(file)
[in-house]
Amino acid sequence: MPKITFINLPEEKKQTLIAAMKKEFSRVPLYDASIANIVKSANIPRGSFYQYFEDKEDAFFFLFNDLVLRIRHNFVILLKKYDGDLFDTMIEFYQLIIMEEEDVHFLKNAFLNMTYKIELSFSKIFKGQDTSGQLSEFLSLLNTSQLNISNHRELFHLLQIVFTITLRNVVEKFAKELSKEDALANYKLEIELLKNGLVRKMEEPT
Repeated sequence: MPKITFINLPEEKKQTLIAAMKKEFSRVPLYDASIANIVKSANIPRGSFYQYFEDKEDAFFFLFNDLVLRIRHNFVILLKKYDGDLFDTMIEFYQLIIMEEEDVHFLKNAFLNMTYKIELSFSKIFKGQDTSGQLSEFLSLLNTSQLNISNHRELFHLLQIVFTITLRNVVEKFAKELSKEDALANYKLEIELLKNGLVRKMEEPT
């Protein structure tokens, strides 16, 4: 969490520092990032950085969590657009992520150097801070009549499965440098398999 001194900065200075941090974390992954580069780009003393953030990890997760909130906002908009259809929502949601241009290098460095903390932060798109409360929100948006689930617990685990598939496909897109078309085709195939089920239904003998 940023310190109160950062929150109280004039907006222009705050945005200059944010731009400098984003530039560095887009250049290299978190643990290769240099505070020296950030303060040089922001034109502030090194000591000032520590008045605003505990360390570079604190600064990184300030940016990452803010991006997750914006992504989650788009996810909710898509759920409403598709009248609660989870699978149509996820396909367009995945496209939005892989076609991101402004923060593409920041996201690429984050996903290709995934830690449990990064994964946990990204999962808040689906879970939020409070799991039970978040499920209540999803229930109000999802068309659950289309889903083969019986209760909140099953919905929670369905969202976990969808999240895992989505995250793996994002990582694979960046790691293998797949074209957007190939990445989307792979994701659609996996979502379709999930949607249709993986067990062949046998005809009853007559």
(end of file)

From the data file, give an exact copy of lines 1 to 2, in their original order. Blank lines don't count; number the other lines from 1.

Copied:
[in-house]
Amino acid sequence: MPKITFINLPEEKKQTLIAAMKKEFSRVPLYDASIANIVKSANIPRGSFYQYFEDKEDAFFFLFNDLVLRIRHNFVILLKKYDGDLFDTMIEFYQLIIMEEEDVHFLKNAFLNMTYKIELSFSKIFKGQDTSGQLSEFLSLLNTSQLNISNHRELFHLLQIVFTITLRNVVEKFAKELSKEDALANYKLEIELLKNGLVRKMEEPT